Mental health is a term that refers to the general state of how people regulate their behavior, feelings, and thoughts. There is no one-size-fits-all measurement or standard for what's normal when it comes to mental health. Poor mental health has the potential to impact every area of life, including:
- Your relationships with friends, family, co-workers.
- How productive you are at work or school.
- Your interest in activities, social life, etc.
- Your energy levels, and much more.
The past year and a half has been stressful for all of us, from navigating a global pandemic and the ensuing shutdowns, travel restrictions, layoffs, and so forth, which is why it's important to know if your stress levels and response are normal or you may need to seek help. These six signs may signify it's time to check in with a health care provider.
#1. Your Sleep is Disrupted
Difficulty falling and/or staying asleep is often a red flag that you're experiencing depression or anxiety. On the other hand, frequent oversleeping or the inability to get out of bed can signal depression or your body being overly fatigued and burned out.
#2. Irritability and Feeling More Emotional Than Normal
Common signs of poor mental health include irritation, anger, feeling snappy, and extreme mood swings. Depression and anxiety make it much more difficult to self-regulate thoughts and feelings— which leads to higher sensitivity than normal.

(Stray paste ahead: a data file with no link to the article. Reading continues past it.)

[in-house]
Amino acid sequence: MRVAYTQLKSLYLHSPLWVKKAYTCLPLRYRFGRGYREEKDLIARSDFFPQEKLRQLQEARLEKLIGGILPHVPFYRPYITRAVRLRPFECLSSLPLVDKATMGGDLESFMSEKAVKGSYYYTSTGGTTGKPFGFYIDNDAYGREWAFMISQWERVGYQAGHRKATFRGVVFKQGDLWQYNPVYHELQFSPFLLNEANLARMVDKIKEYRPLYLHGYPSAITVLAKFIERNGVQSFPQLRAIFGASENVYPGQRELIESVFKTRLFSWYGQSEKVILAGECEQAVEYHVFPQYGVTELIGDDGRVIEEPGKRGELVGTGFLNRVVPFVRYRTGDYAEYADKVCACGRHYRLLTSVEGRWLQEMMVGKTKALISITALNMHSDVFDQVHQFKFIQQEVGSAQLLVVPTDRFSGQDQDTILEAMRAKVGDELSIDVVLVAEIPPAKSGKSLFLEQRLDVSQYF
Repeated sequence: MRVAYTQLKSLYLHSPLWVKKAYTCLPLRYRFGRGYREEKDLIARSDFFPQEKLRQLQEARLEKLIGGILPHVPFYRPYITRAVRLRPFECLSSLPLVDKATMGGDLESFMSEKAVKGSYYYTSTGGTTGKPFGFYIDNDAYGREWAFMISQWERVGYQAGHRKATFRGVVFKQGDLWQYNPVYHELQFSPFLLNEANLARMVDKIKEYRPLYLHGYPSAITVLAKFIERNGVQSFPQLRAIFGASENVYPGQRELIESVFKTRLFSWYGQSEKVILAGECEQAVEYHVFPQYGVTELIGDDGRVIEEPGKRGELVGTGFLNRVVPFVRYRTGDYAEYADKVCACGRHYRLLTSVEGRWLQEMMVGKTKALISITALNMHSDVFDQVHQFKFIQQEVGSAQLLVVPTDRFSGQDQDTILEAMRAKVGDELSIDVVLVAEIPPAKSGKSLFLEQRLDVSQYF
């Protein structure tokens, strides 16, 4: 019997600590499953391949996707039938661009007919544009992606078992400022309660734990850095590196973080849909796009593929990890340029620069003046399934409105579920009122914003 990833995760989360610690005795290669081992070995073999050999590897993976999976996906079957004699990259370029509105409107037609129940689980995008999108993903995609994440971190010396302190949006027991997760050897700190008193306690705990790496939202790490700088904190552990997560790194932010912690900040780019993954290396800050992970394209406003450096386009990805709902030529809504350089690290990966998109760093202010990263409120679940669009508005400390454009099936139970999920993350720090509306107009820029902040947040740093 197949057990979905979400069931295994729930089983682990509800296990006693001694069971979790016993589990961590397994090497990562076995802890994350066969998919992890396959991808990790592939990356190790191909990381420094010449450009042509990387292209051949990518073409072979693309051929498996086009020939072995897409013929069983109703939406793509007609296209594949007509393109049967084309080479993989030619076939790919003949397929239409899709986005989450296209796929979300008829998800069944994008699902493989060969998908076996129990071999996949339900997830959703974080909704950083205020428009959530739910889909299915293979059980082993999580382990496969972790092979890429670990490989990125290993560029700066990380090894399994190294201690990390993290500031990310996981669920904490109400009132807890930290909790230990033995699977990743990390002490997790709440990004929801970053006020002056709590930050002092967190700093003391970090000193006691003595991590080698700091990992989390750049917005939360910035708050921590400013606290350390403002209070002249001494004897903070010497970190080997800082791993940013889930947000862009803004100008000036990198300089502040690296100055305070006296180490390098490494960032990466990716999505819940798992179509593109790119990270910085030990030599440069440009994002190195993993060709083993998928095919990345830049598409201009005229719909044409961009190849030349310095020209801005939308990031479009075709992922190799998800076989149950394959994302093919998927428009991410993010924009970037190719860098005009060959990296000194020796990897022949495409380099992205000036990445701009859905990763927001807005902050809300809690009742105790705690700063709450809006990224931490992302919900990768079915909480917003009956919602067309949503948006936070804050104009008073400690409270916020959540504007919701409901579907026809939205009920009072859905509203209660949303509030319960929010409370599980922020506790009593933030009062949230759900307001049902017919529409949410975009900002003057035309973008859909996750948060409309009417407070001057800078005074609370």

Loss of Joy
We all have bad days from time to time. But, if you are regularly finding yourself in a bad mood, not being able to enjoy things you used to love, and overall joy-less—it's a sign that something's not quite right.
Depression and anxiety affect the body in a number of ways, including our appetites. For some people, stress, and anxiety lead to loss of appetite, while others may stress eat and find comfort in the bottom of a tub of Ben & Jerry's—which is fine once in a while. But, if you find yourself stress binge eating nightly, it's likely a mental health red flag.
Worsening Physical Symptoms
The side effects of depression and anxiety also have the potential to be physical—from sweating to rapid heart rate, G.I. problems, and headache. If you notice sudden physical symptoms with no other cause, it may be a sign that your mental health is declining.
Fatigue and lethargy are also common in people struggling with mental health issues. When you feel sluggish—both mentally and physically, it can be hard to concentrate, think quickly, and hold conversations. If you notice your energy levels dipping to the point you are unable to find the motivation to get out of bed or get things done, consider speaking with your health care provider.
If you start to feel overly anxious, depressed, or not like yourself, try the following:
- Get at least 7-8 hours of sleep per night.
- Eat healthy, balanced meals and exercise for at least 30 minutes daily.
- Drink water and eliminate excessive caffeine.
- Meditate and practice mindfulness.
- Avoid excessive alcohol and drugs consumption.
If healthy habits don't improve your mental state, it's time to seek help from a licensed professional. Your provider will talk to you about your medical and mental health history, daily habits and stressors, and your current concerns to develop a customized plan to get you back to feeling your best.